Confession: I’ve been dreading my 25th birthday for a few months now. I know what you’re thinking: it’s the whole “quarter-life crisis” thing. That may be partially true, but there’s one specific thing that’s been weighing on my mind as the hours count down: a list I created almost three years ago.
As a dutiful list-maker, I made a list of things I had hoped to accomplish by the time I was 25. And while I’ve accomplished a lot, I’m that annoying type that is never quite satisfied with my own success. Just ask my mom.
It’s a bad habit that part of me wants to break, and part of me doesn’t. Coming from a lower middle-class single family from “about an hour-north-of-Detroit” Michigan, I’ve always put an insane amount of pressure on myself. Growing up, I always wanted to be the “best:” the best student (unless it was math), the best athlete, the best dressed on picture day, etc. And in college, I continued the same trend with my athletics and academics, and as I was looking to enter my career.
I wish I could give myself more credit – and more importantly I SHOULD — but there’s always that small twinge of not feeling good enough, not being exactly where I want to be in life. And I think that is what defines the quarter-life crisis: thinking this isn’t really what I expected at 25.
So as a birthday present to myself, I’ve created a list of things I’m proud of professionally below. And to my fellow quarter-lifers, I hope you give yourself a well-deserved pat on the back as well.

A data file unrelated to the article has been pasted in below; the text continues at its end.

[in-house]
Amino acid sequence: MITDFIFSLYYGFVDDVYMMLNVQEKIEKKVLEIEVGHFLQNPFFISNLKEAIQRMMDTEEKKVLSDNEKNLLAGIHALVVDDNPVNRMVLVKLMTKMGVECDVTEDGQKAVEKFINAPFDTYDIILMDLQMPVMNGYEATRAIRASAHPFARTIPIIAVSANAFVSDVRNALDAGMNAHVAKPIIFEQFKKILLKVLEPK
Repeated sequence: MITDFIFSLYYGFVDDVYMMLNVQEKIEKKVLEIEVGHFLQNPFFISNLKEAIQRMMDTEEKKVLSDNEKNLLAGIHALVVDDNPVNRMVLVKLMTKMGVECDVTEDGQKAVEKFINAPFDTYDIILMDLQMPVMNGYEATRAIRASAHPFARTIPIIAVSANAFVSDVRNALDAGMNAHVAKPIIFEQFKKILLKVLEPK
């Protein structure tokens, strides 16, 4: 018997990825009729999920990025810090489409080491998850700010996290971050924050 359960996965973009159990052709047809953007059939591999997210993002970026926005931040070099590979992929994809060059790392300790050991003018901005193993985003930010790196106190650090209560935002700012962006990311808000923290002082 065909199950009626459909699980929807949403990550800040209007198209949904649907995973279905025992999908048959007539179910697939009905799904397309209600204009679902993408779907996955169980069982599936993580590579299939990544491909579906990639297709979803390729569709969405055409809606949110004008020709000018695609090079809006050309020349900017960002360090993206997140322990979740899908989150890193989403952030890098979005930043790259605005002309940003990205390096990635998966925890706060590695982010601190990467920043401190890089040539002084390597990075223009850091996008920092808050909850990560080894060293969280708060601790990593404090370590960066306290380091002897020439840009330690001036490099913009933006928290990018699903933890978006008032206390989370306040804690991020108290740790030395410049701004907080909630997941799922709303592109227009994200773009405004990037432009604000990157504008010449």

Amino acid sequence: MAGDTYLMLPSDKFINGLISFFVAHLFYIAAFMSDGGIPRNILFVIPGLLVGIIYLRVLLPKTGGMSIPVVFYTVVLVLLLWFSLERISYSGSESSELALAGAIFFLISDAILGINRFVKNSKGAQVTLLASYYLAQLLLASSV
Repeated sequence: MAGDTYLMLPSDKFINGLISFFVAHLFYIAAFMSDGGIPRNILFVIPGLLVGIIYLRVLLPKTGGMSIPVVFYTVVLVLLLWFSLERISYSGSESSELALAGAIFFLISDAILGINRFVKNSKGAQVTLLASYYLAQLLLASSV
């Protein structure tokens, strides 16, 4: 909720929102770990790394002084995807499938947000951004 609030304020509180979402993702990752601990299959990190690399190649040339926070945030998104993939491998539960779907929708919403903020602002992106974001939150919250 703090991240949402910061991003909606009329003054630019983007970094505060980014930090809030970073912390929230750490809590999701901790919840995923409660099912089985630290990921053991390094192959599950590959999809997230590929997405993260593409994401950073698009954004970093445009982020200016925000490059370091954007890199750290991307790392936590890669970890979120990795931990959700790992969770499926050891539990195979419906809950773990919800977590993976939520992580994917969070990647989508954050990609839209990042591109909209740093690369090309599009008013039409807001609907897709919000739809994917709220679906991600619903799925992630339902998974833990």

- Discovered a different career path in college before I took one that wasn’t right for me.
- Left the comforts of the mitten state to pursue life in a strange (and HUGE) new city.
- Gained employment at top mid-sized agencies in one of the toughest regional markets.
- Survived “paying my dues” as an intern and learned the inner-workings of agency-life.
- Determined what I liked and what I didn’t in my career, and realized when I needed to bite the bullet and when I needed to make a change.
- Worked with a diverse roster of well-known clients.
- Continue to be a resource for my alma mater and a variety of PR students (and more importantly, enjoy answering their questions).
- Learned to frame things with a little more grace and tact.
- Haven’t given up on blogging even when I feel like it’s a waste of my time.
- Am constantly learning — and wanting to learn – something new.